Lightning Safety

Most lightning deaths and injuries occur during common outdoor activities, including:
  • Bike riding
  • Boating
  • Fishing in a boat
  • Golfing
  • Loading a truck
  • Mountain climbing
  • Playing soccer
  • Riding a lawnmower
  • Standing under a tree
  • Swimming
  • Talking on the telephone
Most lightning casualties occur in the summer months and during the afternoon and early evening.

Safety Rules
Your chances of being struck by lightning are estimated to be 1 in 600,000, but could be reduced by following safety rules:
  • The best way is to postpone outdoor activities if thunderstorms are imminent.
  • If outside, move inside a sturdy building. Once inside avoid doors, windows, and metal objects. Do not shelter in small sheds, under isolated trees, or convertible automobiles. Avoid tall objects such as telephone or light poles, towers, fences, and power lines.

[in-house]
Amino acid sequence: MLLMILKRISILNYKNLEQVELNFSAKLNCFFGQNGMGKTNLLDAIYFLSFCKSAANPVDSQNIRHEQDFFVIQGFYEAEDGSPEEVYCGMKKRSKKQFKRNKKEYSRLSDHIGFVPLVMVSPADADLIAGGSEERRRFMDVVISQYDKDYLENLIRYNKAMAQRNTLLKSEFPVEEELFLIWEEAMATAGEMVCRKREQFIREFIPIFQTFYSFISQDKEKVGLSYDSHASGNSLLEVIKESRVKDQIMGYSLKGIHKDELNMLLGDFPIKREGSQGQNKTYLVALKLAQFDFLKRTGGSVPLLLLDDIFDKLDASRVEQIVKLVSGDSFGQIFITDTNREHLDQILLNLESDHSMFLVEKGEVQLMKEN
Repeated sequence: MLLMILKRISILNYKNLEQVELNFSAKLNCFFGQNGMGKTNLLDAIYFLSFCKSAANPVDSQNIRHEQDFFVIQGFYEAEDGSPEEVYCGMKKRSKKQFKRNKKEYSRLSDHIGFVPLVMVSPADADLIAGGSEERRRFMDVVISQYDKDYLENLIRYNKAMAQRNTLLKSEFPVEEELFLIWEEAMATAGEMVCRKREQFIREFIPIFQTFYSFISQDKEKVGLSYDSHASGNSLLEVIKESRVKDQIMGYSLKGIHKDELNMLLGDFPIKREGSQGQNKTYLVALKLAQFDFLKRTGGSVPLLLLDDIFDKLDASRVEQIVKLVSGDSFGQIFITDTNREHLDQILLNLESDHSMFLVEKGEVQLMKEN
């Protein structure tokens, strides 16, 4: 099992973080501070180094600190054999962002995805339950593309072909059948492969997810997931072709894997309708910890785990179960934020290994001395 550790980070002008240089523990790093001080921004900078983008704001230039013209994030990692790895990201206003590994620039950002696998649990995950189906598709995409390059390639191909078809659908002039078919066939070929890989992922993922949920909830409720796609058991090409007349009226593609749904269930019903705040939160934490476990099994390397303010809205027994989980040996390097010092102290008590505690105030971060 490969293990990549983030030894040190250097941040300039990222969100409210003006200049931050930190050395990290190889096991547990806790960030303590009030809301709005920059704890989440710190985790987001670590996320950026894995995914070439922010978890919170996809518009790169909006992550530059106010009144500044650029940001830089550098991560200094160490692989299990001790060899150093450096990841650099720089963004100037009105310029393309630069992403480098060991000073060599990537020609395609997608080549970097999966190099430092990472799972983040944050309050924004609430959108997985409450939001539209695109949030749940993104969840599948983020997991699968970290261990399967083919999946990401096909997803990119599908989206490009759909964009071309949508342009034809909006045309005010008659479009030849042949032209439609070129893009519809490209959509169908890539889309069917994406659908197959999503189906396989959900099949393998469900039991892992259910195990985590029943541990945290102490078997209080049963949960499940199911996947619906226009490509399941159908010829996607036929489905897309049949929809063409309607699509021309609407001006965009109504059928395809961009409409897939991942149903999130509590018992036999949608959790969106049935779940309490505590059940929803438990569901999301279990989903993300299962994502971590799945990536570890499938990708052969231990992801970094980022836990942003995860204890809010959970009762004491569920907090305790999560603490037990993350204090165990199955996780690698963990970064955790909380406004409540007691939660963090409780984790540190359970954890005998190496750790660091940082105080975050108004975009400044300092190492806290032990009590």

• Utility lines and metal pipes can conduct electricity. Avoid using electrical appliances. Do not bath or shower during a thunderstorm.
  • If no sturdy building is available, get inside a hard top vehicle. Keep the windows up and do not touch metal.
  • If driving, stay in your automobile. An enclosed automobile offers reasonably good protection from lightning.
  • If you're in the woods, take shelter under shorter trees.
  • While outdoors, if your hair stands on end or your skin tingles, lightning may be about to strike. Crouch down on the balls of your feet. Put your hands over your ears and your head between your knees. This makes as small a target as possible and minimizes contact with the ground. Do not lie down flat.
The 30/30 Lightning Safety Rule
Go inside if you hear thunder less than 30 seconds after the lightning flash. Stay inside until 30 minutes after the last thunder clap.

How Far Away is it
Count the number of seconds between the flash and the thunder. Divide the number of seconds by 5 to get the distance to the lightning in miles.